Today's Top Alzheimer's News

Eli Lilly to cut R&D spending by $1 billion, PBS Newshour focuses on Alzheimer's prevention, and Boston's new mayor highlights his support for Alzheimer's prevention in his inauguration speech (read more).  

Must reads and watch

  • A January 7, 2014 FierceBiotech article reported that drug company Eli Lilly will cut R&D spending significantly "down to between $4.4 billion and $4.7 billion--up to a billion dollars less." According to the article, "Lilly, though, will still have one of the largest shares of revenue committed to research among the top 10 biopharma companies. It's also the final big holdout in the global restructuring of R&D. After Merck finally abandoned its "everything's fine" stand in 2013, Lilly's Lechleiter remains the last pharma chief standing to insist that the company's internal innovation machine and a tradition of innovation can produce the next generation of drugs needed to preserve the company in the face of the patent cliff."
  • A January 6, 2014 PBS Newshour broadcast segment focused on the shift in Alzheimer's research from treatment to prevention through early detection. According to the article, "With no cure or successful treatment yet available, scientists are hoping to stave off Alzheimer's devastating debilitation by treating people before they show a single symptom. Jeffrey Brown reports on how researchers are looking at risk signs, lifestyle factors and alternative therapies to help keep brains healthy."
  • According to a January 6, 2014 Boston Globe transcript of Boston's new mayor Martin Walsh’s inauguration speech, Walsh is dedicated to combating Alzheimer's. According to Walsh, "And I will commit Boston to joining the Alzheimer’s Early Detection Alliance. We will release a Blueprint for Action for the city, to raise awareness through education and outreach, and to connect those with the disease to the resources they need.For me, this is personal. My grandmother and our family suffered from this disease."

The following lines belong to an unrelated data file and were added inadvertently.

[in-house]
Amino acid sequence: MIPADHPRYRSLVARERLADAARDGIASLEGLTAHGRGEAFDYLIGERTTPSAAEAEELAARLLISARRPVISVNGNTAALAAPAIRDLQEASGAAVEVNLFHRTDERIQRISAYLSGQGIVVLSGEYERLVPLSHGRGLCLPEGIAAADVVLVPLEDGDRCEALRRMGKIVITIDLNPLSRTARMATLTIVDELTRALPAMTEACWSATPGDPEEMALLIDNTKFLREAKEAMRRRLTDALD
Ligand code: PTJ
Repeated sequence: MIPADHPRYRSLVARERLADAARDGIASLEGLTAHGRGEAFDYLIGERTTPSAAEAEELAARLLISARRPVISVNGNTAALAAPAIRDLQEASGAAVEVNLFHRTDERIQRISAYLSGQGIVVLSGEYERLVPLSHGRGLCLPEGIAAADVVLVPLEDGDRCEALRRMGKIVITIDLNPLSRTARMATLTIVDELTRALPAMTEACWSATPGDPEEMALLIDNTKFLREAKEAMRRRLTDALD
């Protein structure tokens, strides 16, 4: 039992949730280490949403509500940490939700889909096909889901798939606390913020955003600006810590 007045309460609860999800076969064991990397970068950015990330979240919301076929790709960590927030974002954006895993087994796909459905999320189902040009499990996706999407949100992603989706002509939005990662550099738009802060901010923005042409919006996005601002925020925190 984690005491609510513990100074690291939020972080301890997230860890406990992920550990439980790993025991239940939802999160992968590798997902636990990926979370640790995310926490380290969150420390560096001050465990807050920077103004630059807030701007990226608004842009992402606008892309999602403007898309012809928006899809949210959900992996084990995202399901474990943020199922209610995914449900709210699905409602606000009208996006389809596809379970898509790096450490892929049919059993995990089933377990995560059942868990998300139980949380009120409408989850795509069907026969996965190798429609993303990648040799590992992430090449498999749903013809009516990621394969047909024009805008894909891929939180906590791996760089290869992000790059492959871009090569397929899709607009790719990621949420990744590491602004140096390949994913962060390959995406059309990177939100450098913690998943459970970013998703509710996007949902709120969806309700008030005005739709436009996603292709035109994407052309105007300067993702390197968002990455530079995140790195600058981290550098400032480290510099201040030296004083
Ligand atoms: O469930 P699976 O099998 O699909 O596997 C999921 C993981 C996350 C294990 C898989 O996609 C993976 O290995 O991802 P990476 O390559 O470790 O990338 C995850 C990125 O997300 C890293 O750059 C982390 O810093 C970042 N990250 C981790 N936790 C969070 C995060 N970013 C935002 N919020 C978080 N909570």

• A January 3, 2014 Newsday opinion piece by Allan Vann supported State Assemb. Charles Lavine (D-Glen Cove) and U.S. Rep. Steve Israel's (D-Huntington) proposed Alzheimer's bonding initiative. According to Vann, "New York has some of the major ingredients to make an Alzheimer's bonding initiative a success. Three of the country's 29 Alzheimer's Disease Research Centers are in New York City. That concentration is coupled with proximity to other well-regarded research facilities, including Cold Spring Harbor Laboratory. Clinical trials with Alzheimer's patients are under way at the Feinstein Institute of North Shore-Long Island Jewish Hospital. Imagine the synergy of having New York's world-class institutions working on Alzheimer's research with sufficient funding.A bonding initiative also would provide for more programs to support those dealing with the disease, and their caregivers. Grants to local nonprofits would provide support groups and day-care programs, and more training for those who work with patients."  


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